News Release
  • Sea ice

Arctic sea ice extent settles at fourth lowest in the satellite record

September 2015 extent map
Arctic sea ice extent for September 2015 was 4.63 million square kilometers (1.79 million square miles). The magenta line shows the 1981 to 2010 median extent for that month. The black cross indicates the geographic North Pole.  — Credit: National Snow and Ice Data Center

The National Snow and Ice Data Center (NSIDC) is part of the Cooperative Institute for Research in Environmental Sciences at the University of Colorado Boulder. NSIDC scientists provide Arctic Sea Ice News & Analysis content, with partial support from NASA.

At the end of its melt season, the Arctic’s ice cover fell to the fourth lowest extent in the satellite record, both in the daily and monthly average, according to scientists at the National Snow and Ice Data Center (NSIDC). Sea ice extent hit 4.41 million square kilometers (1.70 million square miles) on September 11 and averaged 4.63 million square kilometers (1.79 million square miles) for the month of September.

This year edged out 2008 as the fourth lowest extent since satellites started regularly monitoring sea ice in 1979. The lowest Arctic extent on record occurred in 2012, when sea ice measured 3.62 million square kilometers (1.40 million square miles).

Through 2015, Arctic sea ice has now been declining at a rate of 13.4 percent per decade relative to the 1981 to 2010 average. The nine lowest September ice extents over the satellite record have all occurred in the last nine years.

“What we have seen this summer reinforces our conclusions that Arctic sea ice extent is in a long-term decline and that we are headed for a seasonally ice-free ocean,” said NSIDC director Mark Serreze.

Arctic sea ice cover grows each autumn and winter as the sun sets for several months, and shrinks through spring and summer as the sun rises higher in the northern sky. Each year, the Arctic sea ice reaches its minimum extent in September. The downward trend in the extent of summer sea ice is important because it influences how much sunlight is reflected, which in turn affects climate. The loss of summer ice is affecting Arctic ecosystems and is making the region more accessible to shipping and other activities.  

The summer melt season began earlier than average. The maximum winter extent, reached on February 25, 2015 at 14.54 million square kilometers (5.61 million square miles), was also the lowest recorded over the period of satellite observations. Between the seasonal maximum extent in February and the minimum in September, the Arctic Ocean lost a total of 10.13 million square kilometers (3.91 million square miles) of ice—the seventh largest total melt season ice loss in the satellite record. This year’s loss was 1.78 million square kilometers (687,000 square miles) less than the total loss that occurred in 2012, the record low year.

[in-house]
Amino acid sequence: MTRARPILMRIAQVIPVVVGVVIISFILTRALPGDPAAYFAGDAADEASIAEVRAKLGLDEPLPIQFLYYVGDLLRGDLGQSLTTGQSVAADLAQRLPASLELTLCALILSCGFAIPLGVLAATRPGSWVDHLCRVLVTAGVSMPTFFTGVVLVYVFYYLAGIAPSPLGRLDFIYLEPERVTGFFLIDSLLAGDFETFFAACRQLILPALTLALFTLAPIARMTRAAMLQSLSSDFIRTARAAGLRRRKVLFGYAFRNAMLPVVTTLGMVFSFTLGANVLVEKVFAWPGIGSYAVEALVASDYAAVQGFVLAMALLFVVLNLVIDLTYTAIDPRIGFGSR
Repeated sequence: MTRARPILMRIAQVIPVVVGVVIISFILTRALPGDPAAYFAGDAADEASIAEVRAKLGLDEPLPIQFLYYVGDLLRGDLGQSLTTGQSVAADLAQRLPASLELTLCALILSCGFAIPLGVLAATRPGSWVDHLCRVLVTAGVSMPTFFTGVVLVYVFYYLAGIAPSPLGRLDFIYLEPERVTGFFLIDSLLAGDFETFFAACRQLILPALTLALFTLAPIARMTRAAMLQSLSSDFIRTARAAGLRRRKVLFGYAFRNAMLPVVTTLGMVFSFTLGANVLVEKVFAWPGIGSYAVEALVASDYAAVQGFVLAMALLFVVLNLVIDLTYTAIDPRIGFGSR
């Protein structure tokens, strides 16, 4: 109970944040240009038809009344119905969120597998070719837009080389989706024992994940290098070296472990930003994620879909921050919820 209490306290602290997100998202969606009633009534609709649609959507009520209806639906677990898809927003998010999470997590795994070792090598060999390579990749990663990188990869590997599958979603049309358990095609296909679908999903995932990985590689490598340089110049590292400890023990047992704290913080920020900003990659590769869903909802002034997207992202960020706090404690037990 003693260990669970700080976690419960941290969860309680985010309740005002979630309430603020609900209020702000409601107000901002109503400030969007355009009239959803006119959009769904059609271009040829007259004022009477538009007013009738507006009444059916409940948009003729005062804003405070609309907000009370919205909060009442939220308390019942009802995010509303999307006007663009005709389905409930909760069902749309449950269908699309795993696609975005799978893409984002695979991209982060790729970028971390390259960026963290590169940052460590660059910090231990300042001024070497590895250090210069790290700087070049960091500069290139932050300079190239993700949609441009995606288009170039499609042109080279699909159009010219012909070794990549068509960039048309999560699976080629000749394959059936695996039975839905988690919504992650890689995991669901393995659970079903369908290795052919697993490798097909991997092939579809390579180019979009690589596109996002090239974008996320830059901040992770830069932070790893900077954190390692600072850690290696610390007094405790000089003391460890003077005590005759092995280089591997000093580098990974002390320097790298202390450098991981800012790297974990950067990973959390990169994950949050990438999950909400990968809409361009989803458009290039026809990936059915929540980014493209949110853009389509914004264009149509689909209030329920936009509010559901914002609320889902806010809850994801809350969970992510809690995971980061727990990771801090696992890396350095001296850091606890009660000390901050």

“Every year since 2007 has seen more than 10 million square kilometers of seasonal ice melt, reflecting both a transition towards thinner winter ice that melts out more easily in summer as well as changes in the Arctic climate that foster more ice melt each year,” said NSIDC senior scientist Julienne Stroeve.

In addition to an earlier and record-low maximum, early ice retreat and a fast July and August rate of ice loss contributed to this year’s low minimum extent. Strong winds from the eastern Beaufort Sea contributed to earlier than average melt onset and led to the early development of open water in the Beaufort Sea and along the coast of Canada. The pace of seasonal ice loss also picked up rapidly in July, with Arctic-wide temperatures reaching the second highest during the satellite record (with 2007 ranked as the highest). By the end of July, the fast pace of ice loss during the month resulted in the 2015 extent falling within 550,000 square kilometers (212,000 square miles) of the 2012 record low extent, and tracked below the levels recorded for 2013 and 2014. However, temperatures for August were not particularly warm, and extent ended up fourth lowest.

“Another characteristic of this summer was further loss of the thicker multiyear portion of the ice pack. In the past, most of this multiyear ice was too thick and compact to melt completely, but now it’s more vulnerable,” said Walt Meier, research scientist at the NASA Goddard Space Flight Center. Meier is an affiliate scientist at NSIDC and is part of the Arctic Sea Ice News and Analysis team.

“Ten years ago this would have been an astonishing summer of ice melt,” said Ted Scambos, NSIDC’s lead scientist. “Now it is just another season in a decade of low years.”

See the full announcement at NSIDC’s Arctic Sea Ice News and Analysis page.

Media Contact

Natasha Vizcarra
National Snow and Ice Data Center
University of Colorado Boulder
+1 303-492-1497